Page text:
Marching undeterred into enemy territory, Gov. Mark Dayton took no prisoners Thursday night.
With new Vikings coach — and lobbyist? — Leslie Frazier in the audience, Dayton told about 1,500 business leaders, legislators, government officials and lobbyists at the Minnesota Chamber of Commerce’s legislative priorities dinner to strap on their helmets.
The political ride from now until May 23, when the Legislature must adjourn, is going to be a rough one.
“With your importance comes responsibility,” Dayton somberly, bluntly, told the throng of corporate types, office holders and policy wonks at St. Paul’s RiverCentre. “Many of the decisions we will be forced to make in the coming months will be difficult ones. The challenges confronting us are enormous . . . Some sincerely believe that all we need to do is apply a couple of our respective campaign slogans to solving them and we can all be home by Valentine’s Day. I disagree.”
Cupid wasn’t in this room. This was no rousing, feel-good, back-slapping speech. In some ways, it was a collection of some of Dayton’s campaign trail greatest hits, filled with the economic and financial statistics he has mastered. But it was told to an audience filled mostly with folks who wished he weren’t their governor.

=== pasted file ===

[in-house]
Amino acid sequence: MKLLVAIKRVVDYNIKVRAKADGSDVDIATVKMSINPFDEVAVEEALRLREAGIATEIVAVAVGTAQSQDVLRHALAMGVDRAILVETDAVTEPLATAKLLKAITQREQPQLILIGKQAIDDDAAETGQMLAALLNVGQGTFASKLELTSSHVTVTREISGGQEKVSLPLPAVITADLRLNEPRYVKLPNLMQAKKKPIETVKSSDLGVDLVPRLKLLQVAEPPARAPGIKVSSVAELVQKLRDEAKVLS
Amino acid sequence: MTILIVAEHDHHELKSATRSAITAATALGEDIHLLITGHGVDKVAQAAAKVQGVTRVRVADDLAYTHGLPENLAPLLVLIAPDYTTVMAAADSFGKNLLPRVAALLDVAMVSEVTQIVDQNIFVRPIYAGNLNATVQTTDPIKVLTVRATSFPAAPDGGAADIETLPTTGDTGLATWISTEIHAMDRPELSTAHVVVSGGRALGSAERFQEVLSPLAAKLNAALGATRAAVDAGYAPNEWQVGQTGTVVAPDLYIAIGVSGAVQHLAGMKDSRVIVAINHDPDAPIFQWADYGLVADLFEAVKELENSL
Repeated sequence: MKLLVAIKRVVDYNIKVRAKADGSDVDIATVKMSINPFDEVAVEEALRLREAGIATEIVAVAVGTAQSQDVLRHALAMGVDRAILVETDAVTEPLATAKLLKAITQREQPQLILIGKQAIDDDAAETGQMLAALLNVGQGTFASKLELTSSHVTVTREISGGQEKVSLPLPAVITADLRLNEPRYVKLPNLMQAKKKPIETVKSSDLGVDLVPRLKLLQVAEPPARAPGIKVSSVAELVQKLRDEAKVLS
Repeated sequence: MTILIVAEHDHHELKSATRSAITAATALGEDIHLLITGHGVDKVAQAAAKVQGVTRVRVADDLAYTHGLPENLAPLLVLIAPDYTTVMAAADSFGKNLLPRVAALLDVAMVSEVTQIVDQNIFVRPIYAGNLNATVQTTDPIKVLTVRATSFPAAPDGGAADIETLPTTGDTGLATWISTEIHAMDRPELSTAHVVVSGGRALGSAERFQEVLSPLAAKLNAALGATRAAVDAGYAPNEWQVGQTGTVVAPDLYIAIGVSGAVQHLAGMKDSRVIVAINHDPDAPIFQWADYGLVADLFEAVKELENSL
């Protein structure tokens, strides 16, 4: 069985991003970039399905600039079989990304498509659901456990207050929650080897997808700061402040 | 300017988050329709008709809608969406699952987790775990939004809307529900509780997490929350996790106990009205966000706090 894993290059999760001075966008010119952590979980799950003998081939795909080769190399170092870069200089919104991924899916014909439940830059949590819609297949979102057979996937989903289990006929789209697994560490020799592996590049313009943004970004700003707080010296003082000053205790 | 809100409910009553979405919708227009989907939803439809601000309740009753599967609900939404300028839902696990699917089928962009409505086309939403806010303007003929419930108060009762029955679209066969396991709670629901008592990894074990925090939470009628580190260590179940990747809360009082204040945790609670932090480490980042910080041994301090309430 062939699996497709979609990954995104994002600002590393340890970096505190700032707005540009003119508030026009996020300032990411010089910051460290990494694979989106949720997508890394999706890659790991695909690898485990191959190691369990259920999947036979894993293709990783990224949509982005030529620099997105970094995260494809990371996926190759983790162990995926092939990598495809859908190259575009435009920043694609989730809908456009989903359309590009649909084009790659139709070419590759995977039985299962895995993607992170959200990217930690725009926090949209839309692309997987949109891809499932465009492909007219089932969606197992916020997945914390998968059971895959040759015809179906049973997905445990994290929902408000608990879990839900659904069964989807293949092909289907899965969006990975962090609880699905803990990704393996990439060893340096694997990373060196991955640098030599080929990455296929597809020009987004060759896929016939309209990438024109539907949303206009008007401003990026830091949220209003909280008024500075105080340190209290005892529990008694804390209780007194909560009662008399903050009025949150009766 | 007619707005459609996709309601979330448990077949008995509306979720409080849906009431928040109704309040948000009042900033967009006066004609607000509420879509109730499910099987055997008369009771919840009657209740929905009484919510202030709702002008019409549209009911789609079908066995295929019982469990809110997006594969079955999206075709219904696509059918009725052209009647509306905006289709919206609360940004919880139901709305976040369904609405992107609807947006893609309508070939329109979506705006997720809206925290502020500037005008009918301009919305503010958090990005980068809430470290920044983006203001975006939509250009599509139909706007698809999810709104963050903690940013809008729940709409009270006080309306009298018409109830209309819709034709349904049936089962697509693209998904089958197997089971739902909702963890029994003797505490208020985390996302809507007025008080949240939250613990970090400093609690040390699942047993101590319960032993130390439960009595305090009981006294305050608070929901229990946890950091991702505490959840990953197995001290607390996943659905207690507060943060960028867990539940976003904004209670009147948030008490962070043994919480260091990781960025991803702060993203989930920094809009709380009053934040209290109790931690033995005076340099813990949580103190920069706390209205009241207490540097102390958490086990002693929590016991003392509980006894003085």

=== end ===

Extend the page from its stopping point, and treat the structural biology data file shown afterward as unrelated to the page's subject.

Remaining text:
“I’m very delighted to be with all of you here tonight,” he said at the start of his remarks. “I mean it both facetiously and seriously when I say that one of the great features of our democracy is that you and some of your friends and allies could spend three-and-a-half-million dollars to defeat me in an election and, after it’s over, invite me for dinner.”
But like an annoying cousin who can’t help himself from talking about politics at the holiday table, Dayton delivered an, at times, passionate lecture on the state of Minnesota’s budget, its work force and the need for the business community to come to terms with “the hard facts” of a state that — all things considered — is sinking in key national economic and educational rankings.
Property taxes key
His speech, which he wrote himself and by hand, was intended, Dayton told reporters later, as a “starting point” for the intellectual and political confrontation sure to come with the new Republican-controlled Legislature.
As he said often during his campaign, the “no-new-taxes” scenario of the last eight years under former Gov. Tim Pawlenty simply wasn’t so.
Dayton cited huge increases in property taxes that have hit middle-class families and the companies that many in the audience own or operate. He noted how taxes have been cut for nearly two decades in Minnesota but pointed out that per capita income hasn’t grown and the gap between the rich and the middle class has widened. Meanwhile, taxes on the wealthy have been reduced more than on the middle class.